Noted things

January 28, 2007

1. Friday 2 February at 9, BBC 2, Timewatch programme on ‘The First Blitz’, including the excavation of Zeppelin remains by the Great War Archaeology Group. Timewatch page is here, but no details up as yet: they seem to follow broadcast.

2. Guardian extract from the late Polish author Ryszard Kapuscinski’s account of his childhood memories of 1945. Well worth a read.

3. Will shortly post something on Sir Thomas Inskip and Caligula’s horse: some useful links – biography from Churchill College Archives, and Time profile from his appointment in 1936.


Is Gordon Brown Neville Chamberlain?

January 21, 2007

Just a thought:

* Successful chancellor with strong domestic agenda.
* Spent a lot of time waiting to be PM.
* Able man in Cabinet distinctly lacking ability.
* Party with strong news management tendencies.
* Reputation as being a bit ‘unclubbable’ with MPs.
* Had to balance threats to national security with individual liberties and need to maintain domestic consent.
* Reputation of premiership dominated by foreign policy mess left unresolved by predecessor?

Not sure that a spin doctor would now let a PM offer up a hostage to fortune like ‘peace in our time’ now. But I think I’ve got an idea for a not terribly good newspaper column on ‘lessons from history’ already.


What’s the most fun, historically, you can have with a Frenchman?

January 16, 2007

Up until yesterday, I would have said, asking him what was the French navy’s last victory. (Rainbow Warrior, incidentally). It turns out that in fact the answer is: point out that the French Premier wanted a union with Britain in 1956, and would have thought about joining the Commonwealth.
This story was all over the BBC yesterday, with particularly bemused soundbites from the French on the Today programme (listen to the 8.17 report). What seemed to be attractive, of course, was less the specific historical details of the story – this was a political tactic to keep the Brits onside – than its appeal to a deep seated mix of inferiority and disdain with which the English in particular regard Europe. ‘What, they really wanted to be like us? With our terrible cuisine/lack of sexual technique/comprehensible films/poor climate? Well, I always suspected it really…’ What might, at first sight, appear a report from the archives was really all about a sense of insecurity.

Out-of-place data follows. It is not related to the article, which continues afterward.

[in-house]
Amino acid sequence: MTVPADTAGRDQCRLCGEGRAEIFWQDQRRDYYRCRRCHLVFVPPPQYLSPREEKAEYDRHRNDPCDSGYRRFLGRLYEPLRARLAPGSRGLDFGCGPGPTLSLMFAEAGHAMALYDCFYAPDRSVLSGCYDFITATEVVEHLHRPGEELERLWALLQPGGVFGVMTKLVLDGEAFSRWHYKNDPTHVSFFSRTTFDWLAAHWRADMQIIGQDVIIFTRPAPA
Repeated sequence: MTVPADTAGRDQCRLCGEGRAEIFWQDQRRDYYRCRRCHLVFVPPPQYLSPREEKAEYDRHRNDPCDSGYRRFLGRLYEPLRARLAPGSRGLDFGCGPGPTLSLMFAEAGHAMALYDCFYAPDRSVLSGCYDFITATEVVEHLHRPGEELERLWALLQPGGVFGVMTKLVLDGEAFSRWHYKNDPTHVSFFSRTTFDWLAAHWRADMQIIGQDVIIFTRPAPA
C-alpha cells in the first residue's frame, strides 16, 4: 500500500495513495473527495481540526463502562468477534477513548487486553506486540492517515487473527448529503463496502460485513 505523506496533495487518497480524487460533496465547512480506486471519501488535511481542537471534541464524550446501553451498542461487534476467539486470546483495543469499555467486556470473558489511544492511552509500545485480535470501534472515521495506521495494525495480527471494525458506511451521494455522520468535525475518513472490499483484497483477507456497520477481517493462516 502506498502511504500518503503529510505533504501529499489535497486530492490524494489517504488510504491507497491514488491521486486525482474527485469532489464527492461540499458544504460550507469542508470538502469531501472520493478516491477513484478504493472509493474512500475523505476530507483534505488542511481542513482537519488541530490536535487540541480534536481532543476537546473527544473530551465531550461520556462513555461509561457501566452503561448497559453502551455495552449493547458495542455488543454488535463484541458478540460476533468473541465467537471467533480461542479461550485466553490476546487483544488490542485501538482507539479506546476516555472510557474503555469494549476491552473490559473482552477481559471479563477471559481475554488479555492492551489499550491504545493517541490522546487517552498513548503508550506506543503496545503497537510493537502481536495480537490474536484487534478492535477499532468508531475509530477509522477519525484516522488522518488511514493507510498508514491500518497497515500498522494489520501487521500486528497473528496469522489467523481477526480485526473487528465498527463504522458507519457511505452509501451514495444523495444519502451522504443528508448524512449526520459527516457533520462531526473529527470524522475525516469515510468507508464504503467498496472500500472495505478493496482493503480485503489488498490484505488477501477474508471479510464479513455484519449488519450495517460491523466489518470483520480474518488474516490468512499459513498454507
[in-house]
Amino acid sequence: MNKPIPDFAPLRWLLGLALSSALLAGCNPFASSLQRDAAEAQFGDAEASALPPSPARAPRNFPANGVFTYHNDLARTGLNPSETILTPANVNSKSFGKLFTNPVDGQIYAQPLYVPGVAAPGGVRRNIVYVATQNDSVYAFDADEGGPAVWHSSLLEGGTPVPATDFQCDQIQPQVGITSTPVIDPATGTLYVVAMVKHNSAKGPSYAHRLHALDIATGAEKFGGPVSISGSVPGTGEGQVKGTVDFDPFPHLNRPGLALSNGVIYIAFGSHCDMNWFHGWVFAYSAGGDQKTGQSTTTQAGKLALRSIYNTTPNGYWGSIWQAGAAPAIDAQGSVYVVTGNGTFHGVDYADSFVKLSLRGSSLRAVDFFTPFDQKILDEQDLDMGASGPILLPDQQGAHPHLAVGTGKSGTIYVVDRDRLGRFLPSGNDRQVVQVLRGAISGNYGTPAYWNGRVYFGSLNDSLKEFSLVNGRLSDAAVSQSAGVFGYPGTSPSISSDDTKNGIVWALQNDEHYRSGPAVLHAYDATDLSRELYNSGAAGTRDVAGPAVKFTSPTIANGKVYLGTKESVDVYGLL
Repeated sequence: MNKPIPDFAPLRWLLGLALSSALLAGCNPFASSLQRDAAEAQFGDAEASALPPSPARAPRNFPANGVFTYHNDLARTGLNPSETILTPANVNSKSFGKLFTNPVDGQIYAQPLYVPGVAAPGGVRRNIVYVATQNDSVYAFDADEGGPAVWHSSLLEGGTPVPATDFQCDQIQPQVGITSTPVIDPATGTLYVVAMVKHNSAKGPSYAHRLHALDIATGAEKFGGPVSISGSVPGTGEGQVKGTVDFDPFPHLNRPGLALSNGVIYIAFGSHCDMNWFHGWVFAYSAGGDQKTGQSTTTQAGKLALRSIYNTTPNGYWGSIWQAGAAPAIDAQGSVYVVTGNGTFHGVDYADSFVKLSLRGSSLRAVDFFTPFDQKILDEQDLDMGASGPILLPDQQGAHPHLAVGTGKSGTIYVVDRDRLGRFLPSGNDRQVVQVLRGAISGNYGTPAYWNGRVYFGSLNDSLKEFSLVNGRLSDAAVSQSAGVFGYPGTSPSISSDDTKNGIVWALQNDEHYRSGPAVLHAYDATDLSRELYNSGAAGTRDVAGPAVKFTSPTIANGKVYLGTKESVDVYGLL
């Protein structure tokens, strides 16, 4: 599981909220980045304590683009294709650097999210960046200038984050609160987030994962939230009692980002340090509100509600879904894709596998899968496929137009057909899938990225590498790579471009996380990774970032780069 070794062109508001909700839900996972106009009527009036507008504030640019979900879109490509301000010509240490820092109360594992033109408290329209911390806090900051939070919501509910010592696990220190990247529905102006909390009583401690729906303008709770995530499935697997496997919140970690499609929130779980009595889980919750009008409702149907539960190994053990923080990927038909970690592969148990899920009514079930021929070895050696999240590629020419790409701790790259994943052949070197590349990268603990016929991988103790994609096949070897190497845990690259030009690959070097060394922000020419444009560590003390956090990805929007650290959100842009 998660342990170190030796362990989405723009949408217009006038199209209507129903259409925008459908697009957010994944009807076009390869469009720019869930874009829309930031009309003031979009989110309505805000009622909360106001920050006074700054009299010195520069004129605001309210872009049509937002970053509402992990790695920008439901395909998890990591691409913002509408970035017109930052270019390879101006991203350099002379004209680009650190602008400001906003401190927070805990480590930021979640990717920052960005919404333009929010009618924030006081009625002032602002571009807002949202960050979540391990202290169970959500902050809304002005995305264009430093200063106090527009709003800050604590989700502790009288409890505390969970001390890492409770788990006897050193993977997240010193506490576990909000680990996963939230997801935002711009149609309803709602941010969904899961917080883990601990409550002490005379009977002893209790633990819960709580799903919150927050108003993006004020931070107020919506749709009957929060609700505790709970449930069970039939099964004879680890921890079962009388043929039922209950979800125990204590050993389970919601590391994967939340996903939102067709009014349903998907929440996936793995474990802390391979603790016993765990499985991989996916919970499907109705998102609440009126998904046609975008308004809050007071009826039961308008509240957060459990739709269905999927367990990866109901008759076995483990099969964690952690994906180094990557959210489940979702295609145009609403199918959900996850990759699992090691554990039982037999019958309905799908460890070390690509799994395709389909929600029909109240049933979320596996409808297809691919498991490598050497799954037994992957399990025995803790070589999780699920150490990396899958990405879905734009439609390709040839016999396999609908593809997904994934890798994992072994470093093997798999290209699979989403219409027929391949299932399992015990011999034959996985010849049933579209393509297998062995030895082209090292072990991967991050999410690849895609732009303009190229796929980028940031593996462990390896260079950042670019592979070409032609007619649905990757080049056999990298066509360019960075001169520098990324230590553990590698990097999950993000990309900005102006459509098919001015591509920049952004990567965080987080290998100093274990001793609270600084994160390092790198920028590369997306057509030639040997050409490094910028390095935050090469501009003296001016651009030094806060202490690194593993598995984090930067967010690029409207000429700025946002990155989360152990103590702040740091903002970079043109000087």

It’s that man again…

January 16, 2007

Very busy start to January, moving house as well as working on various offline projects. Hence the prolonged silence. But I’m back, newly Mac equipped, and hence more cool than ever.

Something that I’d like to get going over the next few months is a list of local history sites dealing with Britain in the Second World War. Whether supported by local authorities or not, a lot of historians – professionals and non-professionals – have made primary sources accessible online. First up on that roll of honour has, I think, to be Steve Johnson’s remarkable ‘cyber heritage’ site, and the work he has produced off it, particularly in relation to Plymouth. Where else -other than working through car boot sales by yourself – would you come across private collections like this? Steve’s motto is ‘content over style’: but when the content is this good, I think it becomes stylish in itself. The site contains a lot more than just World War two related material – there are also sources for British history from the nineteenth century through to the present day.


It’s not life and death… it’s far more important than that.

January 5, 2007

“It must always remain a great feat when one of the Dominions defeats the Mother Country. But if we did not know it before, the war showed us how it is they do it. They are a magnificent fighting stock, these brothers of ours beyond the seas, and they play, as they fought in France and Gallipoli, to win – but to win like gentlemen.”

Gideon Haigh reminds us of the last time that the Aussies managed to beat us 5-0.